I love my family. My husband is thoughtful, helpful, and has the patience of a saint. My stepdaughter is full of joy, silly jokes, and cure-all hugs. My in-laws are kind, accepting, and understanding.
But despite all of the love and happiness, there’s also a lot of darkness.
Why I Don’t Want My Daughter to Grow Up to be a Stepmom
I don’t want her to ever question her worth.
My daughter should know her worth. She shouldn’t be put in a position where she questions why she’s second and if that is the equivalent of second choice or second best.
I don’t want her to know the pain of wondering if she’s living someone else’s life or if she’ll always come second to another woman.
I want her to feel confidence in her irreplaceable role as mother and wife.
I don’t want her love to ever be denied.
A mother never wants her child to be in pain, and my heart would shatter if I ever had to console my daughter should she hear the words, “You’re not my mother.” I know her heart, and she would love her stepchildren just as thoroughly as I love her. She shouldn’t have to bear the hurt of having her love denied or questioned by her stepchildren.
I can’t count on two hands the number of times I’ve extended my arms for a hug and my stepdaughter has run past me to hug her mom instead. I don’t blame her, and I don’t ever say anything. I patiently wait my turn. But wow, that’s a punch to the gut.
The feeling you’ll never your stepchild’s first gnaws at you. The sacrifice of pouring your heart into someone who could suddenly deny your love is heartbreaking. I don’t want my daughter to know what that feels like; I don’t want her to endure long nights thinking about what she could be doing or shouldn’t be doing to earn her child’s love.
I don’t want her to know the pain of a custody battle.
The lowest point in my marriage came after we were served paperwork to modify the custody agreement. The negativity, the lawyers, the “us vs. them” mentality – it brings out the worst in people. I’m sick to my stomach just thinking about that time in my life. I don’t want my daughter to ever know that pain.
I know every marriage has low points, but first marriages that aren’t plagued by the complexities of custody and support are easier, simpler. I want her first fight to be about something silly like laundry or dishes—not custody or ex-wives.
I don’t want her to experience jealousy of her stepchildren.
It’s unnatural and one of the worst feelings to be a stepmother jealous of her stepchildren. The love and bond your husband has with his children that came before you—it’s enviable.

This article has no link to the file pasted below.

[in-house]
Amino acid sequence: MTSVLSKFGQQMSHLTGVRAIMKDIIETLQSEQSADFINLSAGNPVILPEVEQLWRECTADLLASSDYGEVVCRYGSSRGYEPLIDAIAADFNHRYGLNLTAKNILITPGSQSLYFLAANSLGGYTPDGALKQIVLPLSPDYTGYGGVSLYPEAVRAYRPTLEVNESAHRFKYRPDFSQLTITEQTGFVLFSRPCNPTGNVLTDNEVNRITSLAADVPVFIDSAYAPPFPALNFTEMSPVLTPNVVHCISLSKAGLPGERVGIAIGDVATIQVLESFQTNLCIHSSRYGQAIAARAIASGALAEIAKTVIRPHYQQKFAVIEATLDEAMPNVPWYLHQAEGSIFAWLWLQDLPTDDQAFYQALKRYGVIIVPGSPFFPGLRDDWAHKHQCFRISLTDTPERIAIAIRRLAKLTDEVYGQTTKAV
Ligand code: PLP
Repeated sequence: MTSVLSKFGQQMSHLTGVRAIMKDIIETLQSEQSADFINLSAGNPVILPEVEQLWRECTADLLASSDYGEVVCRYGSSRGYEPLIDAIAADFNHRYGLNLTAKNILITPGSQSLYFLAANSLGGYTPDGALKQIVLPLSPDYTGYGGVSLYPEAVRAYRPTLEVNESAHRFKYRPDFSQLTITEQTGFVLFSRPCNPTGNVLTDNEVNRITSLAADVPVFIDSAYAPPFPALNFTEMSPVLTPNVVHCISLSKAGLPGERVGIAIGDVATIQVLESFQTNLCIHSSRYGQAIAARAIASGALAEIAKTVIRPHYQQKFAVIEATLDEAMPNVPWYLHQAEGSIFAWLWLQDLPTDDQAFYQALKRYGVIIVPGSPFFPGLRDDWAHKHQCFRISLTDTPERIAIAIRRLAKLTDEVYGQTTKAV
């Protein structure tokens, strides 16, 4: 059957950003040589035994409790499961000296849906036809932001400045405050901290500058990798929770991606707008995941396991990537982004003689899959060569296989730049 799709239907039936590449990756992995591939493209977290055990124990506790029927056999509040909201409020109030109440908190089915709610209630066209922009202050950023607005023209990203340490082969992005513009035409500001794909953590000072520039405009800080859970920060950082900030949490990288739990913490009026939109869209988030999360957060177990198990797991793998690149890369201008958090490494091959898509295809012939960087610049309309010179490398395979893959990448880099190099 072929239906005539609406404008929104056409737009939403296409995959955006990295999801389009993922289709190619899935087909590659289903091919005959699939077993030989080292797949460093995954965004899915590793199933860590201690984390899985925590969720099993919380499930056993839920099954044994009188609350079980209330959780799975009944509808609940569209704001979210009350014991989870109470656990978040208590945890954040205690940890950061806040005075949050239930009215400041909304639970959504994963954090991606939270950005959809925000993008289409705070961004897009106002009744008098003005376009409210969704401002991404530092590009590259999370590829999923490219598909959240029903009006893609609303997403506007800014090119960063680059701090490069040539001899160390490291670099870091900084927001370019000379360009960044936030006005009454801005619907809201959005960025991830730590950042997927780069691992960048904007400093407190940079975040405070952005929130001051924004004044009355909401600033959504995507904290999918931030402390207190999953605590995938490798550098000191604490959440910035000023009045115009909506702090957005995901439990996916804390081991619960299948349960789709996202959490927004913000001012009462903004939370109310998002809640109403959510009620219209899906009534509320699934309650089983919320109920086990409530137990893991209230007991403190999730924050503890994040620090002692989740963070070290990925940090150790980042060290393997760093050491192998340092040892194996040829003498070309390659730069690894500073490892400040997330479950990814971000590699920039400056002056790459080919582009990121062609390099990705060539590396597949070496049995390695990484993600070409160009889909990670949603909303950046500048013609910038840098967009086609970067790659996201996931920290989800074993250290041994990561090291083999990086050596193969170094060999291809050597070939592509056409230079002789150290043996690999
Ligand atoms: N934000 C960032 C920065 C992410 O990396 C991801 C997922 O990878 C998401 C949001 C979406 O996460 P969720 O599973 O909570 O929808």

Of course you want that same love. You aren’t jealous of your biological children. They don’t have a bond with your husband outside of you; experiences don’t exist from before you were part of their lives.
My daughter shouldn’t have to experience that jealousy and pain.
I don’t want the stepmom label to make things more difficult for her.
The judgment from others who know nothing except that you are “stepmom” is mind-blowing. The restrictions because you’re not a “real” parent are offensive.
The disrespect she would know as “just a stepmom” has the potential to drag my daughter down. I want her light to always shine through; I desire for her to always receive the respect and validity she deserves.
Of course I’ll support whatever decision she makes when she’s old enough to date and marry.
The role of stepmom truly has the power to be transformative and fulfilling. It’s cliché, but my husband and stepdaughter have shown me a piece of my heart I never knew was missing. I am exactly where I’m supposed to be, and I wouldn’t change a single part of my blended family life.
But I also don’t want my daughter to know the pain and sacrifice that comes with the stepmom role. I want her to have the fairy tale first marriage, experiencing all of the firsts together: first proposal, first wedding, first house, first baby…
I want my daughter to have the fairy tale I didn’t have.
P.S. This is just the tip of the iceberg. There are so many harsh realities of stepparenting.